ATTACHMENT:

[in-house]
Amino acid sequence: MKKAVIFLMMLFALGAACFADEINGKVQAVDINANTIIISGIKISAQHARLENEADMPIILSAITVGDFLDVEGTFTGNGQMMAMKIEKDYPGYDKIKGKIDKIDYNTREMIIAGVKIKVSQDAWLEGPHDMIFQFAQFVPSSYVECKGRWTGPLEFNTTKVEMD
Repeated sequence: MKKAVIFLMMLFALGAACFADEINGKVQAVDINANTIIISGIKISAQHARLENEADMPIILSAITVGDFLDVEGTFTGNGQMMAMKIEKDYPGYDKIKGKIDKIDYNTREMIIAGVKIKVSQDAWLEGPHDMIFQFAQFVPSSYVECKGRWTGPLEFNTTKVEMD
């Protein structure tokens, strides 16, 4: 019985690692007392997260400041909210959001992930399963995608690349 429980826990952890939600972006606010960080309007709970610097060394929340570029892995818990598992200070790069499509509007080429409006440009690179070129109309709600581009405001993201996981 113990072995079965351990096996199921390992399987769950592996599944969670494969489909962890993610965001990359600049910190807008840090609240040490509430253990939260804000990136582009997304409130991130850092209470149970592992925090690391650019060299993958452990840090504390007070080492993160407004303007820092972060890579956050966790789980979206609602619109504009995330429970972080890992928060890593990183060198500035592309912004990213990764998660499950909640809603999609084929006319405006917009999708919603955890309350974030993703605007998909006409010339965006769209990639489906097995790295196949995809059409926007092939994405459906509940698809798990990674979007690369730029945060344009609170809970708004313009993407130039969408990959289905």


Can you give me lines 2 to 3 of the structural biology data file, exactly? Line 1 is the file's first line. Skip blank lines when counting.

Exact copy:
Amino acid sequence: MKKAVIFLMMLFALGAACFADEINGKVQAVDINANTIIISGIKISAQHARLENEADMPIILSAITVGDFLDVEGTFTGNGQMMAMKIEKDYPGYDKIKGKIDKIDYNTREMIIAGVKIKVSQDAWLEGPHDMIFQFAQFVPSSYVECKGRWTGPLEFNTTKVEMD
Repeated sequence: MKKAVIFLMMLFALGAACFADEINGKVQAVDINANTIIISGIKISAQHARLENEADMPIILSAITVGDFLDVEGTFTGNGQMMAMKIEKDYPGYDKIKGKIDKIDYNTREMIIAGVKIKVSQDAWLEGPHDMIFQFAQFVPSSYVECKGRWTGPLEFNTTKVEMD